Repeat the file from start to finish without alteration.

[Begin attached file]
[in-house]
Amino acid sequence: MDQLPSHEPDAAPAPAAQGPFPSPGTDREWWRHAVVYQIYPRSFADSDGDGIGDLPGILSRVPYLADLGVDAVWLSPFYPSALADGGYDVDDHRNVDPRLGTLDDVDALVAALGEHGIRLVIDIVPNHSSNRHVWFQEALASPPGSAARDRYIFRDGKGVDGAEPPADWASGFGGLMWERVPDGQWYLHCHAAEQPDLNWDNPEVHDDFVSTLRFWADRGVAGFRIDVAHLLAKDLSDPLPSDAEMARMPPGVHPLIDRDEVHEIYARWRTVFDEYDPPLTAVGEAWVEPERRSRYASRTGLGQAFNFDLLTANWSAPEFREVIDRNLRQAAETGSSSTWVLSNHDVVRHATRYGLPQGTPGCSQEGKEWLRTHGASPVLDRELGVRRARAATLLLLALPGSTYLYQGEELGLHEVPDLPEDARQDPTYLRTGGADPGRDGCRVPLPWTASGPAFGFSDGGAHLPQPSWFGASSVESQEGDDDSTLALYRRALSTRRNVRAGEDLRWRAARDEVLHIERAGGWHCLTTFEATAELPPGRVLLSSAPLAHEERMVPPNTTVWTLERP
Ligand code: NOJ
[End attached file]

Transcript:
[in-house]
Amino acid sequence: MDQLPSHEPDAAPAPAAQGPFPSPGTDREWWRHAVVYQIYPRSFADSDGDGIGDLPGILSRVPYLADLGVDAVWLSPFYPSALADGGYDVDDHRNVDPRLGTLDDVDALVAALGEHGIRLVIDIVPNHSSNRHVWFQEALASPPGSAARDRYIFRDGKGVDGAEPPADWASGFGGLMWERVPDGQWYLHCHAAEQPDLNWDNPEVHDDFVSTLRFWADRGVAGFRIDVAHLLAKDLSDPLPSDAEMARMPPGVHPLIDRDEVHEIYARWRTVFDEYDPPLTAVGEAWVEPERRSRYASRTGLGQAFNFDLLTANWSAPEFREVIDRNLRQAAETGSSSTWVLSNHDVVRHATRYGLPQGTPGCSQEGKEWLRTHGASPVLDRELGVRRARAATLLLLALPGSTYLYQGEELGLHEVPDLPEDARQDPTYLRTGGADPGRDGCRVPLPWTASGPAFGFSDGGAHLPQPSWFGASSVESQEGDDDSTLALYRRALSTRRNVRAGEDLRWRAARDEVLHIERAGGWHCLTTFEATAELPPGRVLLSSAPLAHEERMVPPNTTVWTLERP
Ligand code: NOJ